Cyberbullies love your attention. If a bully makes inappropriate remarks about you online or sends you hurtful messages, the best response is to remain calm and not respond at all. Even responses like Please stop or I will report you to the authorities may not be helpful. In fact, sending back insults or exchanging hurtful remarks with the bully could make the situation even worse.
In most cases, cyberbullies do not identify themselves. They may use fictitious names on email, text messages, and social media as a disguise. Remaining unknown to their victims gives them the courage to bully in many ways.
It is important that you keep messages, emails, and screenshots for future reference. This information is evidence that may be helpful in identifying the bully later on.
However, it is not advisable to read these hateful comments over and over because it will not make you feel any better. Remember that the messages do not reflect who you are. Focus instead on how important you are to others.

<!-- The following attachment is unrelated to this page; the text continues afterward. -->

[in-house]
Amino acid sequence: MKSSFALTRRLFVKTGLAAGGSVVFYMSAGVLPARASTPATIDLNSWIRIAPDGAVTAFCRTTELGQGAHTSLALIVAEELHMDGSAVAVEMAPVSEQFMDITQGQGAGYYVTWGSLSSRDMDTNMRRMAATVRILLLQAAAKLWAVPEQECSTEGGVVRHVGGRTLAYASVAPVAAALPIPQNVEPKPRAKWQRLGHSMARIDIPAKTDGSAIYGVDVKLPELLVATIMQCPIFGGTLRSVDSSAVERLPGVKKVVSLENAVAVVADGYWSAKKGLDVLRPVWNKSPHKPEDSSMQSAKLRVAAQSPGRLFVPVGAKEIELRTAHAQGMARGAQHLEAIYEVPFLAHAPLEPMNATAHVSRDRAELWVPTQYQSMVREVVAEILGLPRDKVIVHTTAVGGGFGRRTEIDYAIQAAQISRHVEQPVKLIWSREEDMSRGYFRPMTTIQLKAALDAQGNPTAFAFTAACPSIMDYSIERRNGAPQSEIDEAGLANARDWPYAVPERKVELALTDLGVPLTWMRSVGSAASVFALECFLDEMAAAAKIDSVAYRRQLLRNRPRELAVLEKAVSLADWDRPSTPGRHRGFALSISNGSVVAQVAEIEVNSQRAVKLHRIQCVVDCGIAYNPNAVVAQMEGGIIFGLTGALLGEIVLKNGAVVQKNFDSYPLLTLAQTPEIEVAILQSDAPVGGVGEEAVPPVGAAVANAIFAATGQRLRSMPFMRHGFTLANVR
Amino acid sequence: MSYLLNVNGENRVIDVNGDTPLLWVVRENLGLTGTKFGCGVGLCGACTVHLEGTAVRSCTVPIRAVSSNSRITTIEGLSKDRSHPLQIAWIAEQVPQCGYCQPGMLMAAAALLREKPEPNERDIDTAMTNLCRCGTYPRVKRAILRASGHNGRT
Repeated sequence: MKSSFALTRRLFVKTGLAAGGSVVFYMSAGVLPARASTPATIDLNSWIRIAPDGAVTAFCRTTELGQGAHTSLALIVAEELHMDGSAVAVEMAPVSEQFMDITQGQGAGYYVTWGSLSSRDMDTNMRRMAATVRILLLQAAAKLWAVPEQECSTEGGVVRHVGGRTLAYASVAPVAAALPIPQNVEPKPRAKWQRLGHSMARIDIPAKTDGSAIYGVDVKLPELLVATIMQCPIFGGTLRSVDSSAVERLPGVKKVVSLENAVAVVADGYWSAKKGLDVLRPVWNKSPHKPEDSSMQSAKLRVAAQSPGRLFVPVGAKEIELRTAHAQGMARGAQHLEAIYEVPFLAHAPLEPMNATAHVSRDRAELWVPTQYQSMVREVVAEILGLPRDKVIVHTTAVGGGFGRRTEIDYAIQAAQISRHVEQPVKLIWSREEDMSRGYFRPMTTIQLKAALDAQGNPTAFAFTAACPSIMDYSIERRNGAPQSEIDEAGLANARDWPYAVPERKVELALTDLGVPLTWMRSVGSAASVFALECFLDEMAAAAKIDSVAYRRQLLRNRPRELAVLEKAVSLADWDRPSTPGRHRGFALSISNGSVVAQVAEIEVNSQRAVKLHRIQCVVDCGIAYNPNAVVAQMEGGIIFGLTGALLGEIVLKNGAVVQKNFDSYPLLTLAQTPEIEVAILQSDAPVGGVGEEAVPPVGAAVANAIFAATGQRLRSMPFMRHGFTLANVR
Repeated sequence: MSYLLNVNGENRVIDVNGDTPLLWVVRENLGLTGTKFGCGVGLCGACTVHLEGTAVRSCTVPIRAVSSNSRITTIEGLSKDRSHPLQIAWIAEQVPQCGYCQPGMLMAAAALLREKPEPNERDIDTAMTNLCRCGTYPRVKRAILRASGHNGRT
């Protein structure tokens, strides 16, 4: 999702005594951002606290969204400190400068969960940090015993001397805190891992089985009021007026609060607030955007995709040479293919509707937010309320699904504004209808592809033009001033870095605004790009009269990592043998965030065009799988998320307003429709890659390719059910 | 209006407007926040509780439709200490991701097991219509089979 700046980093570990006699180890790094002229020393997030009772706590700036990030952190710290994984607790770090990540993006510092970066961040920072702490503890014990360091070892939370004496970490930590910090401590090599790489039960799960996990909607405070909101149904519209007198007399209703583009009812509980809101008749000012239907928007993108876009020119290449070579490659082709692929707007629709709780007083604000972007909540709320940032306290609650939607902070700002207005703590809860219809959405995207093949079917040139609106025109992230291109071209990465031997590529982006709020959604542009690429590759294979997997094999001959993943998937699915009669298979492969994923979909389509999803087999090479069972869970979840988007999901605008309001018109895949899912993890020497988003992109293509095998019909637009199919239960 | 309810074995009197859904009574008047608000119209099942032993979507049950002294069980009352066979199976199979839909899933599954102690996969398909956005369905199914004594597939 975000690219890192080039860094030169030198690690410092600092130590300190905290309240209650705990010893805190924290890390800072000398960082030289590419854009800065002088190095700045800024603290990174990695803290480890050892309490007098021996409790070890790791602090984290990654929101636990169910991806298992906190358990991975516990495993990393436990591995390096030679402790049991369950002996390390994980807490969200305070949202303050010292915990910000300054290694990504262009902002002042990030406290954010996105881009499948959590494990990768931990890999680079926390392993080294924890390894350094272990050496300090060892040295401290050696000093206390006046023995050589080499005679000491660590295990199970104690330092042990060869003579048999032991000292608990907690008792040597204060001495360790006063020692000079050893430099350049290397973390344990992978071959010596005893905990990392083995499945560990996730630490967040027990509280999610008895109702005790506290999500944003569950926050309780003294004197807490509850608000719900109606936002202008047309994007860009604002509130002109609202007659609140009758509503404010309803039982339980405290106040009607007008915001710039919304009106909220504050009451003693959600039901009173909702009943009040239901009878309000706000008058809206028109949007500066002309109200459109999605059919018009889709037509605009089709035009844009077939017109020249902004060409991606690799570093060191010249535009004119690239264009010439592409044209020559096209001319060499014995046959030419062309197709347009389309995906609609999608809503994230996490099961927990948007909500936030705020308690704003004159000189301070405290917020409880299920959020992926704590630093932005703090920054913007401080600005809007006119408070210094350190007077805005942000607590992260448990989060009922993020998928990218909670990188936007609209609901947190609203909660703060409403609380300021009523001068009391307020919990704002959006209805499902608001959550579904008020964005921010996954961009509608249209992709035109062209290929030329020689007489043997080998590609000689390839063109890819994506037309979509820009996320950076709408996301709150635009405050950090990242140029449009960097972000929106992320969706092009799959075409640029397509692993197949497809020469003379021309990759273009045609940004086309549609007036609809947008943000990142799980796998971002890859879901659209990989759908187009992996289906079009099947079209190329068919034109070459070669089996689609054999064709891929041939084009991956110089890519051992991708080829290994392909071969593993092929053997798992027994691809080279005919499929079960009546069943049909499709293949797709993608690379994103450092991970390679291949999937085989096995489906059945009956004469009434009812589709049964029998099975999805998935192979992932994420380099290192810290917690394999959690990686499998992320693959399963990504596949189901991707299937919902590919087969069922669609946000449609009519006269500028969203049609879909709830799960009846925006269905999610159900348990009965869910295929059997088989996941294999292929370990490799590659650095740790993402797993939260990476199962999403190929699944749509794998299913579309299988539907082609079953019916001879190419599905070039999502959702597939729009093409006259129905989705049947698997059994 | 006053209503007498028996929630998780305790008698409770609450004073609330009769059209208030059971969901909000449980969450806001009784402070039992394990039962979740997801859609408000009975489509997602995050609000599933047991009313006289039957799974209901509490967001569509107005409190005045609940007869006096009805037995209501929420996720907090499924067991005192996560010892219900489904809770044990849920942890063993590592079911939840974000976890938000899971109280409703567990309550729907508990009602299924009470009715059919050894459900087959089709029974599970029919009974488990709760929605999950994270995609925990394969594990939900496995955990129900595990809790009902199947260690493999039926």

After collecting evidence of the cyberbullying, many social media sites will allow you to block or report a user. You can find these options in the settings of the site. It is important to review the policies or terms and conditions of these sites or apps because they are designed to protect you from these situations.
If the bullying becomes so serious that you are threatened with harm, you must inform your parents or another trusted adult. They may decided to contact the police.
Cyberbullying is a serious matter. For help coping with the embarrassment and humiliation, you need to talk to a trusted adult. This could be your parent, guardian, counselor, coach, or teacher.
Adults have the resources needed to take further steps and make sure the cyberbullying ends. Regardless of who is bullying you or how they are doing it, a trusted adult will help protect you.
You do not have control over cyberbullying, but there are positive things you can do to make sure you are not a victim! In the Got It? section, you will review the basic concepts of cyberbullying and practice appropriate responses in case you encounter similar situations.